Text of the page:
By Daniel Hunter
The relative value of homes across the UK has changed radically over the last five years. The strong property market recovery, post-crisis, evident in London and the South East has not been mirrored in other regions.
In stark contrast to the prosperous South, house prices across the North are still below their 2008 levels and markets remain lacklustre. Moreover, the gap in home values is widening and this trend is effectively further centralising the bulk of the UK’s property wealth in London and the South East.
A huge surge in London property prices is well underway and, as yet, shows no signs of slowing down. The average asking price for a property within Greater London now stands at £389,025, a rise of 6.8% in the last six months alone. Such growth and further relentless demand all point towards an overheating market. Despite this, the UK government and Bank of England are continuing their support for mortgage lending and loose monetary policies.
In August 2013, an average London property is priced 60% higher than the average for England & Wales. The South East, South West and East Anglia also record above average prices whilst the rest of the country, Wales and Scotland fall below the average of £242,541. Whilst we have reported on the regional variations and North- South divide before, it is important to track how the situation has evolved over the past five years.
Property prices in London are higher than ever before and the market in the capital bears little resemblance to the rest of the country. Property in the surrounding South East has performed reasonably well, yet the price differential is still dwarfed by London’s super-premium pricing. Given the pressure on prices in the North and Scotland, the gap with these regions has actually widened over the past five years. For example, an average property in the North East now costs £153,160 which is 6% lower than in 2008.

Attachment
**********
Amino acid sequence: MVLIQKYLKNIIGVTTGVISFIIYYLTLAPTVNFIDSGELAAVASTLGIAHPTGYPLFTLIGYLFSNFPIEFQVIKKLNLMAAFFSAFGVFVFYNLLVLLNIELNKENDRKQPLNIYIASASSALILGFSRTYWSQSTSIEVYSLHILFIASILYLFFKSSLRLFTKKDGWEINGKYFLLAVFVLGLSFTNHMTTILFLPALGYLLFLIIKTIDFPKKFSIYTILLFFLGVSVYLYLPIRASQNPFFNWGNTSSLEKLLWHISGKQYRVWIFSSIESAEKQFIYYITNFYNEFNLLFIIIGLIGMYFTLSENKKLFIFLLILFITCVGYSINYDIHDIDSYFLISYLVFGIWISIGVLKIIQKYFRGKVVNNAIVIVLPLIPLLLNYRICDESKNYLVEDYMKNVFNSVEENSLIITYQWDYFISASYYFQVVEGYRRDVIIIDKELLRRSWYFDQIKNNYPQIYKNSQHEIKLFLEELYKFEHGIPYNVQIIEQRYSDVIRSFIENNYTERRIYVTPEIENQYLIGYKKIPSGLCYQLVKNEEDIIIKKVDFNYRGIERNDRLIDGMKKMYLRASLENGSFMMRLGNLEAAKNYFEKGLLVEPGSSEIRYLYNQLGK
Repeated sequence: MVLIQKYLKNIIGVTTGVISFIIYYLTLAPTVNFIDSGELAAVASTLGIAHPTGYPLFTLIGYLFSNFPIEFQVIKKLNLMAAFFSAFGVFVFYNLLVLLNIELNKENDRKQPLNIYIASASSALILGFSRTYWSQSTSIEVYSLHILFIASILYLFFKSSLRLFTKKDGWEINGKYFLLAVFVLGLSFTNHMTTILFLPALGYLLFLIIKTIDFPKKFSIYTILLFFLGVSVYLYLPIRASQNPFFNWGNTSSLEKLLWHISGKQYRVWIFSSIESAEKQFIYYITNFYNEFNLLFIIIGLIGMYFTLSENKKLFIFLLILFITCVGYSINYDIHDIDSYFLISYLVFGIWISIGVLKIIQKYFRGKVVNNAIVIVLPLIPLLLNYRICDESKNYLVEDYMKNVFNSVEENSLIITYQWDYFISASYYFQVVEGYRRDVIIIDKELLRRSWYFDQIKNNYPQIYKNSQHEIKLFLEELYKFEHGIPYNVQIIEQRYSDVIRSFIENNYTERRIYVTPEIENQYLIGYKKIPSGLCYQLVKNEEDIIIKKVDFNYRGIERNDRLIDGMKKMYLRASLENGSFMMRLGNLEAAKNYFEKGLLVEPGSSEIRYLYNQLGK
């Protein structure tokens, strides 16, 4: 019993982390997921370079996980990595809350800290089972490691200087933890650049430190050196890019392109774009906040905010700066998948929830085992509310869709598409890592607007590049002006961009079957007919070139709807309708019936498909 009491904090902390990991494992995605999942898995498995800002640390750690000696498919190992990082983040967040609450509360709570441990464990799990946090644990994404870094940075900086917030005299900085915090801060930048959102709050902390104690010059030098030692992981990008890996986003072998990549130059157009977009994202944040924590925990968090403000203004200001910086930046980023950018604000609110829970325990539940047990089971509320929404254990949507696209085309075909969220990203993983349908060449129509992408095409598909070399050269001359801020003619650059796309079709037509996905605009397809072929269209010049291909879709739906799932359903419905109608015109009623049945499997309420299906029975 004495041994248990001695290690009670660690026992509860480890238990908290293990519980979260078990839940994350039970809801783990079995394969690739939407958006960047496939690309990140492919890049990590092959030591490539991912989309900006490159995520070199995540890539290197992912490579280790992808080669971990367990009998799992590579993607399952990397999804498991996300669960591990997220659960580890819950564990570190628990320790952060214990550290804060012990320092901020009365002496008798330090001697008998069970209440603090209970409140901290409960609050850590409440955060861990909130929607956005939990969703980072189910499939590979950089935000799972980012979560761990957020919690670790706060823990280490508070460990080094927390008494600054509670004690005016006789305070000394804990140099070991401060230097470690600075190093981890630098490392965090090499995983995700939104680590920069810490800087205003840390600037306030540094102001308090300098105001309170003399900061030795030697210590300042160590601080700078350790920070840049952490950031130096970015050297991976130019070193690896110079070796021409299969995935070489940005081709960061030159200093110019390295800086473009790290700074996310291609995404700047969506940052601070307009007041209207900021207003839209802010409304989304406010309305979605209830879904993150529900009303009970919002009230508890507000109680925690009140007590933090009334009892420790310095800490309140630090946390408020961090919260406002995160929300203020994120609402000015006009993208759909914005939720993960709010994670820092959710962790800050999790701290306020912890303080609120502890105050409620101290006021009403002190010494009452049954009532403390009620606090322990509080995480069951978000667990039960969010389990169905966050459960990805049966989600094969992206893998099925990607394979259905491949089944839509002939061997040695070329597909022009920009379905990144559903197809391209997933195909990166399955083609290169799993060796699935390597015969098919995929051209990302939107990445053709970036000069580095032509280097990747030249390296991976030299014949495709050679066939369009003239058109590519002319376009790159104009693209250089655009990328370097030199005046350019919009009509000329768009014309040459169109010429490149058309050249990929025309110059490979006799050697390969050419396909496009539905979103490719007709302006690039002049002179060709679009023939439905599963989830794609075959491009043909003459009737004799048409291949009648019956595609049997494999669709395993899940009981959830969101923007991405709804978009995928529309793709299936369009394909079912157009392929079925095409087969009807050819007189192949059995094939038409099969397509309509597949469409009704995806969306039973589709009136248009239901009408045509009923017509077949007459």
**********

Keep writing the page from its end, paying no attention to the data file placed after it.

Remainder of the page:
This, in turn, has widened the average price differential from 33% to 37%. The situation in Wales, the Midlands, the North and Scotland is the same: average property price differential has actually grown in the past five years.
“The London property market is a law unto itself. Relentless demand from both domestic and foreign buyers is creating a market that is seemingly isolated from the grim economic challenges that face the rest of the country. Slower sales and slower price recovery (or even deflation) in other areas serve only to highlight the unique performance of the capital’s property market," Doug Shephard, director at Home.co.uk, commented.
"The North-South divide has evolved to the point where financial policy makers need to treat London differently to the rest of the country. The London property market clearly needs no further stimulus; it's running too hot already. Only time will tell if the market will overheat and naturally realign prices in the process.
"However, the concern is that, if the capital's property bubble does burst, it may well shake the confidence of the wider market (and financial sector) and make no difference to the price differential. Given the government policies and a wealth of buyers favouring the capital, the property gap between London and the rest of the country is likely to grow further in the immediate future."
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